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Tag: literature

Hemingway Revisited

So when I last appeared we discussed Hemingway’s life in Cuba. It was an interesting time, and one that I find perceptually engaging when you look at his life. But there is so much more than that, finding a good point in time is hard. For that reason I have chosen to go into a little more depth about the man’s life over all.

That is why today, we will once again be guest to Ernest Hemingway’s life. Last year PBS ran a documentary about Hemingway that actually encouraged today’s biography. The documentary was a three part work on his life, split into the different stages. Hemingway, covered a lot of material in the six hour runtime which could be described as his life, his work, and his loves. The series was co-produced and directed by Ken Burns who you might have heard about in the last couple of decades. If you know his style then you will have a pretty good idea of how it was structured and how it looked.

Ernest Miller Hemingway was born on July 21, 1899, in Oak Park, which is a suburb of Chicago. He was the second of six children (four girls and two boys). His father, Clarence Edmond Hemingway, was a physician and enjoyed hunting and fishing. His mother, Grace Hall Hemingway, had studied music and made begin musical studies at an early age, hopeing to get him interested in music. Ernest’s father owned a small house with land on Lake Bear. There Ernest learned to fish (at the age of three he was already able to handle a fishing rod) and to hunt (at twelve he carried his father’s rifle). He attended Oak Park and River Forest High School, where he learned to play the cello and was part of the orchestra. In his studies he excelled in language, but felt apathy for the other subjects. He showed his literary skills in the school newspaper, using the alias Ring Lardner, Jr. When he finished his studies, in 1917, he did not want to go to university, as his father wanted, nor did he want to perfect his cello studies, as his mother wanted. He moved to Kansas and in October 1917 began working as a reporter at the Kansas City Star, earning $15 a week.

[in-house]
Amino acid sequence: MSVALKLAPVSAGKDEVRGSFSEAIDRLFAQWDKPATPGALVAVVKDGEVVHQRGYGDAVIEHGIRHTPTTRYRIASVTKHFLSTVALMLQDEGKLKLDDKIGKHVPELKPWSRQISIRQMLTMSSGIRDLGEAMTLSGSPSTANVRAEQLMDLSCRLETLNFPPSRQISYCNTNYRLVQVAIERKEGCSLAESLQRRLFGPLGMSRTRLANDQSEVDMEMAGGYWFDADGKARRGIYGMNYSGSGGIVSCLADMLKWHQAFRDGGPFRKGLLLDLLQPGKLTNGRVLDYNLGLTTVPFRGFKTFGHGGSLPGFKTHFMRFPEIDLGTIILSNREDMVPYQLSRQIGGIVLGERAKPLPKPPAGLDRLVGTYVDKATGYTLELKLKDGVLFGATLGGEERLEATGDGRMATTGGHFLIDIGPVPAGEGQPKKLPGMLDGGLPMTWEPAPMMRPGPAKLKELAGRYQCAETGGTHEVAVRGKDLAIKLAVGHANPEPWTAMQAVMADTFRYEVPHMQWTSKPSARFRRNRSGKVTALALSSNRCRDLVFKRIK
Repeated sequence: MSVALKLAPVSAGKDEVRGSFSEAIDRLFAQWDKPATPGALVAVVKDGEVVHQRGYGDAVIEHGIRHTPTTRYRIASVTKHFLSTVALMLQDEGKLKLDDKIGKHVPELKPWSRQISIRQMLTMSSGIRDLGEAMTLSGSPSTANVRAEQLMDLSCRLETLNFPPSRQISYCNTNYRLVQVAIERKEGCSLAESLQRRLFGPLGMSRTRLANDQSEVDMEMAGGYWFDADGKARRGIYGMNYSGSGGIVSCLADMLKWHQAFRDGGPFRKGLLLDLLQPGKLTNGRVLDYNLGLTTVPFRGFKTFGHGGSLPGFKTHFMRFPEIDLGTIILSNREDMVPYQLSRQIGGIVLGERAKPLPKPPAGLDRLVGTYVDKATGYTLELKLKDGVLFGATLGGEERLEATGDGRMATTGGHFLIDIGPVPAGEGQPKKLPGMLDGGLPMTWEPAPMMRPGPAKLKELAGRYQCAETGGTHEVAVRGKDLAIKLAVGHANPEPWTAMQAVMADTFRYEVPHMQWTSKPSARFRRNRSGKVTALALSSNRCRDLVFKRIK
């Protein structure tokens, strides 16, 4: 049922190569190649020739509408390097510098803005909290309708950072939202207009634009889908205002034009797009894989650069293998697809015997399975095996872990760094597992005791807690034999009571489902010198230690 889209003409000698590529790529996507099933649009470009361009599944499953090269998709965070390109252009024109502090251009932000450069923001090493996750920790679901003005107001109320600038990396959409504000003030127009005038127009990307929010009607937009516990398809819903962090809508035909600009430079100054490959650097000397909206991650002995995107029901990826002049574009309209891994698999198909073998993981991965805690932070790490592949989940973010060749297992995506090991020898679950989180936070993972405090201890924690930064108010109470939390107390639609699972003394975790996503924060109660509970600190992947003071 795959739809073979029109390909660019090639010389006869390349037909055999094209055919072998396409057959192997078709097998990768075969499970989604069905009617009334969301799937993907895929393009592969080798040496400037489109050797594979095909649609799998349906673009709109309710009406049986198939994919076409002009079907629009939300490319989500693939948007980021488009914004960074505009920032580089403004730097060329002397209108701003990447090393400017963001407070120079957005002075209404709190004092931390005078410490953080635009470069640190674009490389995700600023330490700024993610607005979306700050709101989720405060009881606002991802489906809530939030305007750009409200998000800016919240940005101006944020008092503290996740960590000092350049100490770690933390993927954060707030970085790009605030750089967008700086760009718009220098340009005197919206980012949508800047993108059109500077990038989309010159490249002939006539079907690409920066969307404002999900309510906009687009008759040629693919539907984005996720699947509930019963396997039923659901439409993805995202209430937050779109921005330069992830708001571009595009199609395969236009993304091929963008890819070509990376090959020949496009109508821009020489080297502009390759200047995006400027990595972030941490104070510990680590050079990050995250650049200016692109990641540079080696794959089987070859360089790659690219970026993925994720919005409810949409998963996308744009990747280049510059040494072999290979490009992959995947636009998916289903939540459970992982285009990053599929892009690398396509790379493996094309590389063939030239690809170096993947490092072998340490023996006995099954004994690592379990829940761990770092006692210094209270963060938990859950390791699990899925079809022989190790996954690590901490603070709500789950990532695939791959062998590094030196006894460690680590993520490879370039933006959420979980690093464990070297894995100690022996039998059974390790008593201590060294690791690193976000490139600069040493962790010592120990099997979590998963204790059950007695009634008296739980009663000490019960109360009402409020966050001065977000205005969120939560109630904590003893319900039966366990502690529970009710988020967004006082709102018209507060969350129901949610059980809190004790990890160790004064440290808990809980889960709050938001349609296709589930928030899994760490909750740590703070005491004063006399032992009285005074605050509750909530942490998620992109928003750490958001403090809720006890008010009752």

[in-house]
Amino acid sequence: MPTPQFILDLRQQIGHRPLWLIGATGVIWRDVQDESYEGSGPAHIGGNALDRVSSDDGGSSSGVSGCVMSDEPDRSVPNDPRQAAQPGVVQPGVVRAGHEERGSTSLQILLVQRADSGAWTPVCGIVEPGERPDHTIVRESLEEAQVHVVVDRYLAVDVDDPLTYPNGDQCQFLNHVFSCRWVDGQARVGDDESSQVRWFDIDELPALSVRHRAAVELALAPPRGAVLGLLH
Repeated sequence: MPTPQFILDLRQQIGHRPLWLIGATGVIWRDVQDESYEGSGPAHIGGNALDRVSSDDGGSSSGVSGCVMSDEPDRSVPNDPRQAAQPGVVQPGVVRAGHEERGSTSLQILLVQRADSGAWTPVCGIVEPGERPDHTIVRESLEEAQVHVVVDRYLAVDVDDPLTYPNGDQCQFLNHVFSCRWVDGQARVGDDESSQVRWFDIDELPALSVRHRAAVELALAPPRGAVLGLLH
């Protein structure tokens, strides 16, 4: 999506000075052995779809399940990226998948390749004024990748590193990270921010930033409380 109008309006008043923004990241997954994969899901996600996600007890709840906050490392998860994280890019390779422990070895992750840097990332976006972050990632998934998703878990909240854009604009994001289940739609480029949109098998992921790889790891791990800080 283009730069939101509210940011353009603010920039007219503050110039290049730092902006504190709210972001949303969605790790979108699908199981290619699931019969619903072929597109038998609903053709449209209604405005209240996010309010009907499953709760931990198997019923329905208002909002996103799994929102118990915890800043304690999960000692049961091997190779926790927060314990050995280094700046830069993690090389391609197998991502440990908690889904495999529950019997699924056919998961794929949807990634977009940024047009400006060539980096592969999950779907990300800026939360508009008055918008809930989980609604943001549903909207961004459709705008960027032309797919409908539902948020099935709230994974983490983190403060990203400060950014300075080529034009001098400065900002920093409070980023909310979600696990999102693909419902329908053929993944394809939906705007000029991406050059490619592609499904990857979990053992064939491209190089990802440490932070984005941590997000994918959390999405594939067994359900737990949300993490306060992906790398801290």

The United States entered the war on April 6, 1917, and Ernest did not want to miss the opportunity to follow the American Expedition Corps, as did John Dos Passos, William Faulkner or F. Scott Fitzgerald. But because of a defect in his left eye, he was excluded as a fighter. He managed to get a position as a Red Cross ambulance driver and landed in Bordeaux at the end of May 1918, to go to Italy. On 8 July 1918 he was seriously wounded by Austrian artillery. With injured legs and a broken knee, he still helped Italian soldiers escape to safety. He walked 40 meters until he fainted. The heroism he showed during the attack helped to earn him recognition from the Italian government with the Silver Medal for Valor. During his recovery in the Milan hospital he fell in love with a young nurse, Agnes von Kurowsky, who would later leave him for a Neapolitan officer.

He returned to the United States in January 1919, resuming his work as a journalist at the Toronto Star and as an editor for the monthly Cooperative Commonwealth. He married Elizabeth Hadley Richardson, 8 years his senior, on September 3, 1920. The couple moved to Paris in 1922. It was then, shortly after arriving in Paris, his first and only son, John Hadley Nicanor Hemingway, was born, whom he called “Bumby”. In Paris he met the avant-garde literary environments and related to the members of the so-called Lost Generation: Gertrude Stein, Ezra Pound and F. Scott Fitzgerald among others. The Hemingway family lived in an austere apartment, but when Ernest wrote to his family he told them that they lived in the best area of the Latin Quarter. His literary beginnings were not easy. His first works: Three short stories and ten poems (1923) and “In This World” (1925) went unnoticed. Ernest earned his living as a correspondent and traveled throughout Europe.